PDT Staff Writer
Billy Spencer, mayor of the village of Piketon, was happy Wednesday after learning that his fight against locating Physician’s Pharmacy in Piketon had been won. The operator had been evicted, and the building and the land returned to the owners. Spencer is no stranger to a fight.
When Spencer took office as mayor of Piketon on Jan. 1, 2004, he received an instant greeting to the job from state authorities.
“I got elected, and even before I took office in January the state called me and said, ’you know you’re in financial problems and we need to do a fiscal analysis on you. Would you write us a letter asking for that fiscal analysis?’” Spencer said.
He did write that letter and as a result of the fiscal analysis the village of Piketon was placed in fiscal emergency status on July 8, 2004.
“I pretty well had to come to grips with it almost immediately,” Spencer said.
Fast forward to Oct. 15, 2009. A big load is lifted off the shoulders of the residents of Piketon when the fiscal emergency status is terminated. And, as if that is not enough, Piketon remains in the black.
Spencer credits the attitude of the citizens of the community, hard work, tough decisions, and determination with the turn-around.
“We’ve had to do some work financially,” Spencer said. “They had to put on a 1 percent income tax. There was no way we could cut our way out of it. And believe me, we cut a lot. But the hole was so deep we couldn’t cut our way out of it, so between cuts and raising revenues a little bit with the income tax, that is what we did.”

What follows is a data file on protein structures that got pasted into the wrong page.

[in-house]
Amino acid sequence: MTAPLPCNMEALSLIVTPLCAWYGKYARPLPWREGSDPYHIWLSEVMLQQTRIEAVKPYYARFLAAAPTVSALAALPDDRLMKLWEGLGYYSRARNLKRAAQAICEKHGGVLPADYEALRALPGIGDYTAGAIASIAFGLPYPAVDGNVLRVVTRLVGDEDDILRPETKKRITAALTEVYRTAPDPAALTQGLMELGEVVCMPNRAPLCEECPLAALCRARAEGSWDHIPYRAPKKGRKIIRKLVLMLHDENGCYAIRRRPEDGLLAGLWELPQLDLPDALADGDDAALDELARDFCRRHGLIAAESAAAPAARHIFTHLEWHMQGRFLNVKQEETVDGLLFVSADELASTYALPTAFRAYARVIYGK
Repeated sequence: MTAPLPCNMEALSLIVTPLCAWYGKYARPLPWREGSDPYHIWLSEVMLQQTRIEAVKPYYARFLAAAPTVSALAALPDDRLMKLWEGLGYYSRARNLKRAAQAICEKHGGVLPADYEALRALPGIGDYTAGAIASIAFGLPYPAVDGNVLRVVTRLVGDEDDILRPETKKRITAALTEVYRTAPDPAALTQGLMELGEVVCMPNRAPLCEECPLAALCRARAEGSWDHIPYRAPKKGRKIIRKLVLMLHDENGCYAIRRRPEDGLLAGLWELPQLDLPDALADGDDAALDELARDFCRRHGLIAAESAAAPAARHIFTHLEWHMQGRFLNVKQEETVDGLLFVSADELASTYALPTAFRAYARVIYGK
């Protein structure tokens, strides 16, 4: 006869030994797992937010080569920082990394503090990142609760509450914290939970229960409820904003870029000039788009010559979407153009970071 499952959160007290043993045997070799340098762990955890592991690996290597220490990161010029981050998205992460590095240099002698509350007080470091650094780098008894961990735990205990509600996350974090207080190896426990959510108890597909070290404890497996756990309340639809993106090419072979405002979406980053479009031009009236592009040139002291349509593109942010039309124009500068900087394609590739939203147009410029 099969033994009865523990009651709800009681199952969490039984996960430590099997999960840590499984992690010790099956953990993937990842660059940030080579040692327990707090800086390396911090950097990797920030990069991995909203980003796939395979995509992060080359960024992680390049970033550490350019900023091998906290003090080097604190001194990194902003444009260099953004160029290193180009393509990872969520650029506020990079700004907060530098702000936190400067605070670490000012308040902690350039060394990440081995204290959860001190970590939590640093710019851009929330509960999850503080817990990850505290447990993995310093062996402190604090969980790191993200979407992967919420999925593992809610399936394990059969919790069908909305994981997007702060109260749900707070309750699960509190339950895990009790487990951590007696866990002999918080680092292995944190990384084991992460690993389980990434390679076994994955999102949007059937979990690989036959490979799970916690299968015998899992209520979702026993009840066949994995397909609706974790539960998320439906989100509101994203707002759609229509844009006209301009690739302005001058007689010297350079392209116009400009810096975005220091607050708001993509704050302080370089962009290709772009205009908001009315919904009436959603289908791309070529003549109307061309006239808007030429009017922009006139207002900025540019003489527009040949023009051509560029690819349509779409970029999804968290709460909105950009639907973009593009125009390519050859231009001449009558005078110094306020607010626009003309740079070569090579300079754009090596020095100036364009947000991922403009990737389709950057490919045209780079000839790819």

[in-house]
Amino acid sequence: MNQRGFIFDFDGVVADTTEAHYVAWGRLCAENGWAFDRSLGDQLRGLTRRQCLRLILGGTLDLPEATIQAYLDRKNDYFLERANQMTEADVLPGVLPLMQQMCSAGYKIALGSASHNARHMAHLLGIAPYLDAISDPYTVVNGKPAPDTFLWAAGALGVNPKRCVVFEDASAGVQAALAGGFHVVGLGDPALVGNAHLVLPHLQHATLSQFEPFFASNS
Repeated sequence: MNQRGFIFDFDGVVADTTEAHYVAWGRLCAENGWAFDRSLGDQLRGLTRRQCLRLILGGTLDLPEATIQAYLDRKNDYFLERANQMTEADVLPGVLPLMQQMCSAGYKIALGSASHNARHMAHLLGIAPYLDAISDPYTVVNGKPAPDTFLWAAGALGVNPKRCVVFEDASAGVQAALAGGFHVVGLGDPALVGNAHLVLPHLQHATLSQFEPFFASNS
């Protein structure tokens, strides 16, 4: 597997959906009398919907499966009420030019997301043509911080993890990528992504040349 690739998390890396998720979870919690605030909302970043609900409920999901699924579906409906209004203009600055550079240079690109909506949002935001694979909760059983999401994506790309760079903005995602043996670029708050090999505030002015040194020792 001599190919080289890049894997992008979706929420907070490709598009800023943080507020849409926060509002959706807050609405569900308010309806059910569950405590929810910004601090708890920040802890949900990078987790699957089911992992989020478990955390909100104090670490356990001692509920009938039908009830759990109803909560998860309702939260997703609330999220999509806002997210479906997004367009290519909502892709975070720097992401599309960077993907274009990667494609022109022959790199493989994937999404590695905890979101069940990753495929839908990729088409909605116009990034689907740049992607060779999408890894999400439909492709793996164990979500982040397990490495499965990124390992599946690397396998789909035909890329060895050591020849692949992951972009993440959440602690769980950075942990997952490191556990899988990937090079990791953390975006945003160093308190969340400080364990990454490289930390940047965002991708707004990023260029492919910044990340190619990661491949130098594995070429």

Interestingly enough, the village has not raised utility rates in the 10 years he has been mayor and the water and sewer funds are solid.
“We don’t waste anything, but we get a lot of work done,” Spencer said. “And I think the people that live here know that. We pave streets. We’ve got new water towers. We make upgrades. We’ve got new police cruisers. We’ve got backhoes, new dump trucks. We’ve worked hard. We have.”
There is a standing joke that Spencer should annex some surrounding communities. While he reacts to that notion with a chuckle, the truth is, annexing has been a part of the village’s success story.
“I got some resistance on this, but Council supported me,” Spencer said. “If you’re outside the village and you want our utilities, we actually wrote an ordinance that said the conditions of that happening is that you annex. So we’ve had some successful annexations. Out there at Shyville and at Beavercreek (Ohio 32), out there where the credit union and all that sits. We annexed all of that into the town. There sits the credit union now with 60 good jobs there. That all helps. Putting your utilities outside your area, once we looked into it, it was a money losing deal.”
There is still work to be done, but Spencer has a goal he hopes to reach before leaving office.
“When I leave office, whenever that is, I want people to be able to say, ‘I live in Piketon,’ and I want them to be proud to say that. This is where I live. We’re raising our granddaughter, and this is where she goes to school, and I’m just one example of over 2,000 people who live here. And we have turned it around.” Spencer said.
Frank Lewis may be reached at 740-353-3101, ext. 252, or at firstname.lastname@example.org. For breaking news, follow Frank on Twitter @FrankLewisPDT.